• hass

            Amen. but who is going to get this injunction? Thus far more than a decade has passed and no one has challenged the PATH photography ban.

    • RowanWood

      I don’t think the ACLU really cares about civil liberties any more. It seems to have become an identity group instead.

      • hass

        I tried to bring this to the ACLU’s attention. The only attention they paid was to put me on their junk mail list and call me for donations. This is a rather important issue. Photographers who take photos of the PATH property (which includes NYC bridges and PATH subways) are being placed on “terrorist watch-lists” and no one is doing anything about it. Note that PATH is the only mass transport system that prohibits public photography — the NY subway system does not, the New Jersey Transit system does not, the Long Island Railroad system does not.

        • steveo

          This is the kind of nonsense that I dislike. Quasi-government boards making laws that clearly violate the Constitution. ACLU has a million things to do, with the onset of the police state. It’s heartening that people recognize the growth of the police state and try to delay it’s claw grip control.
          Marx said that the historical dialectic makes it impossible to stop the growth of the police state, but anything that we can do to at least delay the total imposition of tyranny is a step in the right direction.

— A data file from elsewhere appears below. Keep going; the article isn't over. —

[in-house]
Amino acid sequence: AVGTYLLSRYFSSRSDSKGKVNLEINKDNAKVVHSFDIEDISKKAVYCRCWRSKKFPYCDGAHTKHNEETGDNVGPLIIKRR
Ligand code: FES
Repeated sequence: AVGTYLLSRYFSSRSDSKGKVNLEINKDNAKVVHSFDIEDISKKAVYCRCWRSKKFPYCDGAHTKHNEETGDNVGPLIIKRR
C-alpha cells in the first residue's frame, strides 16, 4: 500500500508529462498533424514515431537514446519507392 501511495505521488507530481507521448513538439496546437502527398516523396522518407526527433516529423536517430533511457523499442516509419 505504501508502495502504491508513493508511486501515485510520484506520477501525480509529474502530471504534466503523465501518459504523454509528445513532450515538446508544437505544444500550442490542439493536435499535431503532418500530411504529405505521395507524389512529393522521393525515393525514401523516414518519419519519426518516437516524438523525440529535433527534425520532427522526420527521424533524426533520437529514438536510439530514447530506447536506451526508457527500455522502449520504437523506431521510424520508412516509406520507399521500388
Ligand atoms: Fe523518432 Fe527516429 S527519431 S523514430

• hass

            The PATH rule prohibiting photography without a license predates 9/11 and has been there for YEARS, and no one has done anything about it. They make it practically impossible to even apply for a permit, but if you do manage to get the form and apply, you have to do so in person during very limited hours, and then you have to pick up the permit over very limited hours, and they can deny it for very vague reasons defined so broadly that it amounts to no standard at all and which essentially gives them arbitrary power over the decision-making, and they then require you to have a PATH chaperone accompany you and OK every single shot you take — but since chaperones are never available, in effect you can’t take photos even if by magic you manage to obtain a permit. It is a total farce, legally. And yet no one has challenged them on it.